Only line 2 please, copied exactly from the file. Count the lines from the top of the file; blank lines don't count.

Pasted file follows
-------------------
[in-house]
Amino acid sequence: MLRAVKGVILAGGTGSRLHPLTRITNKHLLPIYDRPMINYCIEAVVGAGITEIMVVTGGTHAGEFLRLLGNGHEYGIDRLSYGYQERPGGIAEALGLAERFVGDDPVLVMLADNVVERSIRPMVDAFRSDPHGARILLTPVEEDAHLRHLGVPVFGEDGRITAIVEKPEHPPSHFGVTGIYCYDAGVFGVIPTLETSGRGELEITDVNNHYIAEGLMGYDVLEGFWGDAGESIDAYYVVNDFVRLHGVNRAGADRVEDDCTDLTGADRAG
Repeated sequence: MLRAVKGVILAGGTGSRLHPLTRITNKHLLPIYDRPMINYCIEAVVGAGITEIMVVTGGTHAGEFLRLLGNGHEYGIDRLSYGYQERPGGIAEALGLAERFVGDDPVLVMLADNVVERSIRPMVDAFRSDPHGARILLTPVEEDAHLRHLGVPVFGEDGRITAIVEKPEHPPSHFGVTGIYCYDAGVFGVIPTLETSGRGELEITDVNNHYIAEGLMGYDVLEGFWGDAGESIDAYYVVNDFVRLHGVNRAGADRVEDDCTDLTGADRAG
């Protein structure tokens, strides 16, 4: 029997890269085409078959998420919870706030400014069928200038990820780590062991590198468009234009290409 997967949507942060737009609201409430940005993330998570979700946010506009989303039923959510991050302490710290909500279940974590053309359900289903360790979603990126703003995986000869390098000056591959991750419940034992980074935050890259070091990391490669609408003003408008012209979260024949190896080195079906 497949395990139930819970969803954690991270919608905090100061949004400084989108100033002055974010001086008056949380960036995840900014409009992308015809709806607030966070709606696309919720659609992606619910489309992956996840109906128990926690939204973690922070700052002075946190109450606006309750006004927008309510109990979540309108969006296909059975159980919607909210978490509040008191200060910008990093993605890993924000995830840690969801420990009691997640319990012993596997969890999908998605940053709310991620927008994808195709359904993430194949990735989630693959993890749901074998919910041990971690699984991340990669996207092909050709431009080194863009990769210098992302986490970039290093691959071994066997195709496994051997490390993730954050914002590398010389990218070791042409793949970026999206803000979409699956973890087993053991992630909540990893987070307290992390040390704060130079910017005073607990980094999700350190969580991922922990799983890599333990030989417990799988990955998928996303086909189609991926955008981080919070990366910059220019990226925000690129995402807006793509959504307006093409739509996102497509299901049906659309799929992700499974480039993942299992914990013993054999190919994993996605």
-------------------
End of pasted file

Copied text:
Amino acid sequence: MLRAVKGVILAGGTGSRLHPLTRITNKHLLPIYDRPMINYCIEAVVGAGITEIMVVTGGTHAGEFLRLLGNGHEYGIDRLSYGYQERPGGIAEALGLAERFVGDDPVLVMLADNVVERSIRPMVDAFRSDPHGARILLTPVEEDAHLRHLGVPVFGEDGRITAIVEKPEHPPSHFGVTGIYCYDAGVFGVIPTLETSGRGELEITDVNNHYIAEGLMGYDVLEGFWGDAGESIDAYYVVNDFVRLHGVNRAGADRVEDDCTDLTGADRAG